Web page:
Every day I see them, wedged between the mustard and half-empty jar of capers in my refrigerator. They’re the shots that could make me pregnant.
But each morning, as I grab the coffee creamer or the strawberry jam, I bypass the Follistim, a follicle-stimulating hormone that can induce ovulation. The shots don't expire until next October, so I still have time. But I’m never going to use those shots. I’m through with fertility treatments.
When my husband, Steve, and I started trying to get pregnant more than two years ago, I was 34 and Steve was 33. We figured my fertility was like a dammed-up river, held at bay for 15 years by birth-control pills. We had no reason to believe otherwise.
Of course, we'd heard the stories about other couples who’d had trouble conceiving. One acquaintance quit her job to focus on getting pregnant, cashing out her 401K to fund three rounds of in vitro fertilization (IVF). Another friend, who’d gotten lucky with just one round of fertility drugs, advised us to figure out our emotional and financial limits in advance — and stick to them, no matter how intense things got.
We didn’t honestly think it would get that far. I was still relatively young and “sickeningly healthy,” according to my gynecologist. But heeding my friend’s advice, we agreed that we’d draw the line at IVF — too expensive, no guarantee of success.
Looking back, I realize just how naive we were. We knew next to nothing about luteal phases, hip-lifting pillows and spermwashing. And we had no idea how tough things would get.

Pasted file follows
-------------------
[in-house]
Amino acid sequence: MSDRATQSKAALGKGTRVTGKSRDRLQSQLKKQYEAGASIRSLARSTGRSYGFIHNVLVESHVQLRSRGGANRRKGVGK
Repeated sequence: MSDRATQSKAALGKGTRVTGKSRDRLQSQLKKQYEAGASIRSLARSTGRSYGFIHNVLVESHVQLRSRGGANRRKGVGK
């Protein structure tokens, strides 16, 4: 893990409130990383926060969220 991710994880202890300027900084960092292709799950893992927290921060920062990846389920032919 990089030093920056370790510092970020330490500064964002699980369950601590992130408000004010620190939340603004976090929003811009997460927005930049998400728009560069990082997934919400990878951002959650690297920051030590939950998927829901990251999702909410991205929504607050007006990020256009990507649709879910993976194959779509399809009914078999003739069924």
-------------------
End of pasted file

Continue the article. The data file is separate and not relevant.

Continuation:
Trying ... and waiting
Three months passed with no luck. Our friends laughed at our impatience: “Your body's just adjusting,” they said. “Give it at least a year before you start worrying.”
Six months went by. I started poking around the Internet, turning to message boards and blogs written by other infertile women. I learned some tips, and Steve and I grew more strategic in our efforts — charting cycles, trying to plan my most fertile days. But still, my body, which had never failed me before, stayed resolutely pregnancy-free.
“Take a vacation,” friends advised. We went to Hawaii. Nothing.
“Relax,” my mother said. I took up yoga and started visiting an acupuncturist. No dice.
After 15 months, we decided that something was wrong. I went back to the Internet, typed in “fertility clinics” and got pages and pages of results. Clearly, this was big business. Baby-making by the numbers: Stats on women in the workplace, the rate of assisted reproduction, numbers of twins and triplets, and much more.
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We chose a facility near our house and went to our first appointment. The nurse practitioner assigned to us had an impressive track record, and the first steps seemed proactive, not intrusive. I would get a full workup and Steve would get his sperm tested to see where the problem was. I felt relieved, triumphant over my stubborn, unyielding body.
That feeling didn't last long. Our tests revealed that Steve was A-OK, and that due to lack of regular ovulation, I was the faulty model.
This news devastated me. I felt ashamed. Old. Worthless. My body, which was made to conceive, carry, give birth to and feed a child, just didn’t work correctly, and we didn’t know why.
I started dropping hints to Steve that he should fly the coop, find a younger woman who could give him the family he wanted. To his credit, he was aghast — and insulted — by my suggestions.
“I don't just want a family — I want a family with you,” he said. “Plus, what if the problem was on my end?”
A little nudge from science
Based on our results, our nurse suggested we start where lots of infertility newbies start: Clomid. The ovulation-inducing drug, which is administered orally and is relatively inexpensive, would also help our nurse determine what shape my ovaries were in. It seemed low-tech and not much like a “fertility treatment” at all — just a little nudge from science.
But Clomid was no picnic. I had constant headaches, intermittent nausea and dizzying mood swings. Steve joked that there should be a safe house for Clomid husbands.